Kury’s end goal as an athletic trainer is to be a part of the training staff for either a gymnastics or swimming and diving team, whether at a collegiate or professional level. Connecting classroom knowledge to athletic training has come with ease, and Kury had an abundance of opportunities to gain experience working with athletes from the program faculty, including an internship for her capstone.

“During the last semester of the program, students must complete an internship for their capstone. At first I was a little intimidated by the requirement, but cannot express how grateful I was for the experience,” she reflected. “I had already gained so much knowledge and hands-on experience from being able to work under a collegiate athletic trainer. I truly didn’t think there’d be a better use of my time right now to prepare me for my Masters of Athletic Training program here at Uindy in the summer!”

Upon exiting the program, students must take either the Certified Strength and Conditioning Specialist (CSCS) exam, or the Exercise Physiologist Certification (EPC) exam. Kury chose to take the CSCS, not only to fulfill her graduation requirements, but it has now led her to some amazing opportunities post-grad that she cannot elaborate on too much yet.

“The program guarantees that when you graduate, you not only have a diploma from an accredited and respected program, but you have these extra credentials that not only increase your appeal to employers, but also increase your confidence and potential professional pathways,” said Kury.

A lifelong athlete in gymnastics, Kury started her UIndy career on the women’s swimming and diving team. Although she decided to step away from her athletic pursuits on the team, she continues to provide for her teammates. Classes such as ‘Exercise Science Programming and Management,’ and ‘Strength and Conditioning’ combined with her diving knowledge have given Kury the tools to properly analyze the sport, critically think about the athletes’ needs, and weigh all their other stressors as she creates their programming.

“Our head dive coach has been incredibly grateful to still have around and be complimenting his depthful diving knowledge well with my exercise science background,” she said.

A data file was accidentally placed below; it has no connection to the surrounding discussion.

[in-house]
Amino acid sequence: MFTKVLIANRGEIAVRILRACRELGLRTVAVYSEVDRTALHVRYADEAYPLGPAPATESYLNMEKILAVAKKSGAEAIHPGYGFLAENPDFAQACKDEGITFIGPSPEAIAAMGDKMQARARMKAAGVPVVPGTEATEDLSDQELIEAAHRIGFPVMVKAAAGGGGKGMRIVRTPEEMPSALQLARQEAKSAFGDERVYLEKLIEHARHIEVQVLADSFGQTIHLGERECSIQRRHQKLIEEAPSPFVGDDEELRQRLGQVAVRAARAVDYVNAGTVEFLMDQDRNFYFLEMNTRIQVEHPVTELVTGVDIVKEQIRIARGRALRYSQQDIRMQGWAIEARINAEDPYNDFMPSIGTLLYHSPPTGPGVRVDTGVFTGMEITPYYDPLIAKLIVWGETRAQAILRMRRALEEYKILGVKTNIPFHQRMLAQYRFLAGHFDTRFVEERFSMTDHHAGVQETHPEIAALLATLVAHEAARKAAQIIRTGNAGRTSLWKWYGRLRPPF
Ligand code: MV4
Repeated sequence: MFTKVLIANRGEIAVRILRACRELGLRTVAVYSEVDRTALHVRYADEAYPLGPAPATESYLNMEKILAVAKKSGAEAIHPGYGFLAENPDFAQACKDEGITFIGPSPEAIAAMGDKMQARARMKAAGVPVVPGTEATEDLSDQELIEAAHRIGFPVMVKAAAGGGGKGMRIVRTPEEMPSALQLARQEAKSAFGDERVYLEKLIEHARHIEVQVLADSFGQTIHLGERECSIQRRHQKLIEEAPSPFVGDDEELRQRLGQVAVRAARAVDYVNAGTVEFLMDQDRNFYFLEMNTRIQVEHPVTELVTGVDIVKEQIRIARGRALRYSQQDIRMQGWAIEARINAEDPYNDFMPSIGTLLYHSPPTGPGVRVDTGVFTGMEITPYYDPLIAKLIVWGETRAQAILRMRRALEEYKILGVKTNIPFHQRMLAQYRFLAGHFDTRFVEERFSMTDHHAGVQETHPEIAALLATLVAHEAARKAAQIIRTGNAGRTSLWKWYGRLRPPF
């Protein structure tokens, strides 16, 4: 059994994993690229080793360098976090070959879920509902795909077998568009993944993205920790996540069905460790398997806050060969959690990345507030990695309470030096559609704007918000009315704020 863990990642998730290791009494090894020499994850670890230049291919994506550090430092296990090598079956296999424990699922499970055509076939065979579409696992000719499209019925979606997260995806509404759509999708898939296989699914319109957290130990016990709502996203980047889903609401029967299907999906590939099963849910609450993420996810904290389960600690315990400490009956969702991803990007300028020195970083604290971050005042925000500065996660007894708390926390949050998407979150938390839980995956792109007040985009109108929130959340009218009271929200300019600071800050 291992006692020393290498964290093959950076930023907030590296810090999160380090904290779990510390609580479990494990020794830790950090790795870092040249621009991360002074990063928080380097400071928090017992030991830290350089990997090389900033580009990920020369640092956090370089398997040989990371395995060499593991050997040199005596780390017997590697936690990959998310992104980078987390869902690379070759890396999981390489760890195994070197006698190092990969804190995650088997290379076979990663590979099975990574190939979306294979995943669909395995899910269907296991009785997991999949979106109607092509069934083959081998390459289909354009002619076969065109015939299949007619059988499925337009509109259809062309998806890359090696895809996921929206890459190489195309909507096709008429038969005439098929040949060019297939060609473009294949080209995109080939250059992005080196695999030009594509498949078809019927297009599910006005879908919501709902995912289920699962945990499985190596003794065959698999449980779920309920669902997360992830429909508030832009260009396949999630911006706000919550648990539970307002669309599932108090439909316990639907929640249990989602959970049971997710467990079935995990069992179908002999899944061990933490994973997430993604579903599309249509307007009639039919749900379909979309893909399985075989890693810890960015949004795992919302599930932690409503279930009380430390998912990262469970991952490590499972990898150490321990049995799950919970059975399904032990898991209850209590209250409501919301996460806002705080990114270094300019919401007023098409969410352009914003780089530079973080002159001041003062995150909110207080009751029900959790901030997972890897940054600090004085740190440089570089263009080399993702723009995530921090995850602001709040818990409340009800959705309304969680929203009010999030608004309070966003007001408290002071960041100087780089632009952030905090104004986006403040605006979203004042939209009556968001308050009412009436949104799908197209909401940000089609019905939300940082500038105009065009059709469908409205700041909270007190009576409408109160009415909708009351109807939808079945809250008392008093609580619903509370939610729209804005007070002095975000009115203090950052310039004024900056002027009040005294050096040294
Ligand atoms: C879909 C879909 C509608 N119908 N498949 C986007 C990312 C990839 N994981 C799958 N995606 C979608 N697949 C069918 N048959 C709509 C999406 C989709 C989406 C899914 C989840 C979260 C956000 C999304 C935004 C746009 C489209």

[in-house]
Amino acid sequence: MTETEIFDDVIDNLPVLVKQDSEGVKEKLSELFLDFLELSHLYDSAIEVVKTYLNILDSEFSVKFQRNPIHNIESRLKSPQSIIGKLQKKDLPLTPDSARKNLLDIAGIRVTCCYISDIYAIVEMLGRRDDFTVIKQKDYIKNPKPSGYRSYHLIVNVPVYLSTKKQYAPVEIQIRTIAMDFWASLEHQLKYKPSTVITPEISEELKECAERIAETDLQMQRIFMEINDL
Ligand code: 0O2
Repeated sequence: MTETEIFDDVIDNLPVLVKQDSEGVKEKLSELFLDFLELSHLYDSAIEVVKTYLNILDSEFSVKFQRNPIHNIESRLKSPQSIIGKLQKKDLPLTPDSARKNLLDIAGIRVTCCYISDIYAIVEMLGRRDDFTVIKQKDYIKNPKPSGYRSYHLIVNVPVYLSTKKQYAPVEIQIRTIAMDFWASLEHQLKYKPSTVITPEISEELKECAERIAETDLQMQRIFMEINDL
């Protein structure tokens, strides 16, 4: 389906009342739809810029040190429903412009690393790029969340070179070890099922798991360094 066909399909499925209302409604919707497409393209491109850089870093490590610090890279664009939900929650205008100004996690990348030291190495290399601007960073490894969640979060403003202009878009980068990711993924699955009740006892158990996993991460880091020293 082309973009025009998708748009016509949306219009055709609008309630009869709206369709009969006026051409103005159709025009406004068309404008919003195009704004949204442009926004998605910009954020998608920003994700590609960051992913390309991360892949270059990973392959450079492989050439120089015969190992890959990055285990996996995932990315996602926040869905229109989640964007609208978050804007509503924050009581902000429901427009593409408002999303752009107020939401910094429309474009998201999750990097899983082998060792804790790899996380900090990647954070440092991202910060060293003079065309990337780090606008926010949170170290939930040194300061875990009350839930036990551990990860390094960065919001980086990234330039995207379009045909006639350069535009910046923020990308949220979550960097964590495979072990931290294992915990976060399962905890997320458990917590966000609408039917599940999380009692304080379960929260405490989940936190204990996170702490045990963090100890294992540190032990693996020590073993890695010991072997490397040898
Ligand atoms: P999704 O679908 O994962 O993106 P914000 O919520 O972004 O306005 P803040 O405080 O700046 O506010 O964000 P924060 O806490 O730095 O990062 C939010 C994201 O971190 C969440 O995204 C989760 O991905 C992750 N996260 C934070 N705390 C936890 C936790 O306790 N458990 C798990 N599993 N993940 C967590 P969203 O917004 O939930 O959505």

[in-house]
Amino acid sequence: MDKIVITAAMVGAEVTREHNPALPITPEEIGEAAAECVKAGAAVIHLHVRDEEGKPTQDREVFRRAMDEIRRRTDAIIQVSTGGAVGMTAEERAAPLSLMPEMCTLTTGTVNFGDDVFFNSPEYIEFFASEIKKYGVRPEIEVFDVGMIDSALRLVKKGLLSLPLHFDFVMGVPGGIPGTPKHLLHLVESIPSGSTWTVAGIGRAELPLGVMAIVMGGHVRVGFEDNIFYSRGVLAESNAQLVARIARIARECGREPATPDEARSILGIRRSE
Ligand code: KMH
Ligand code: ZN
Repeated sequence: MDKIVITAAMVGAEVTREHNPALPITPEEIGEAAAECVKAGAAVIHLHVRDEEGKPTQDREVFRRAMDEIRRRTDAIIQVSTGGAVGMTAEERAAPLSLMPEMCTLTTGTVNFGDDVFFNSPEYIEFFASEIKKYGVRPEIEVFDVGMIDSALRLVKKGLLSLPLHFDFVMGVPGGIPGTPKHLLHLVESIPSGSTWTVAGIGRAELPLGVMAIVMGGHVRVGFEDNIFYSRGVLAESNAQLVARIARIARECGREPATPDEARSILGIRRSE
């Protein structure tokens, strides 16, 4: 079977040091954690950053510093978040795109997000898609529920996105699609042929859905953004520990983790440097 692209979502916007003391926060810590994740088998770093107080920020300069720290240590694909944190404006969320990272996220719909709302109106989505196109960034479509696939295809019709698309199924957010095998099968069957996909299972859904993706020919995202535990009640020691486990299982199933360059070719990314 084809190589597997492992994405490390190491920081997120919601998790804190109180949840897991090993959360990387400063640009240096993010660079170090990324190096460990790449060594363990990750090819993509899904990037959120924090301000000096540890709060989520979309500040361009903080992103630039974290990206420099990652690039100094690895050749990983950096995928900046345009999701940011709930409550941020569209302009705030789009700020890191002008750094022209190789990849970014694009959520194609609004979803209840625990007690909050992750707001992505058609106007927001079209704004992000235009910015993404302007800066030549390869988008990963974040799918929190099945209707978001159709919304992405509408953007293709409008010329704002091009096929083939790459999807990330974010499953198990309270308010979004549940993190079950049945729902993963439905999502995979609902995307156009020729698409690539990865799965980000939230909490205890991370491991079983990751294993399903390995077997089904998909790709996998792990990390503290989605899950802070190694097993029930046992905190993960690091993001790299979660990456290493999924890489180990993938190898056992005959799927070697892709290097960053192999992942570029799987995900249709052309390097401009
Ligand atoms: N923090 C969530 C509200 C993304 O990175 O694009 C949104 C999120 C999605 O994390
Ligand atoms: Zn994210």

Kury is grateful for the scholarships and grants that made her UIndy education possible.

“I have graciously received both academic and athletic scholarships every year at UIndy. They have not only made college possible for me, but provided peace of mind throughout. They allowed me to focus just on academics and athletics my first two years of the program, not feeling like I needed to start working during the school year until after my sophomore year,” she said.

Kury reflected on her years as an athlete, which helped her build discipline and time management.

“Once you leave home and enter college though, your freedom is nearly endless. Diving not only forced me to continue with wise time management, but held me accountable because I had gained the sense of succeeding for something bigger than myself,” she said “The camaraderie of going through years of early mornings, long hours, exhaustion, cries, laughs, wins, losses, and every up and down in between by each others’ sides gives you such a strong connection with your teammates, and a strong conviction to succeed as one rather than just one part. The human connections that I have made within this team will last me far past college years.”

Senior spotlight: Taylor Woods ’21 (communication)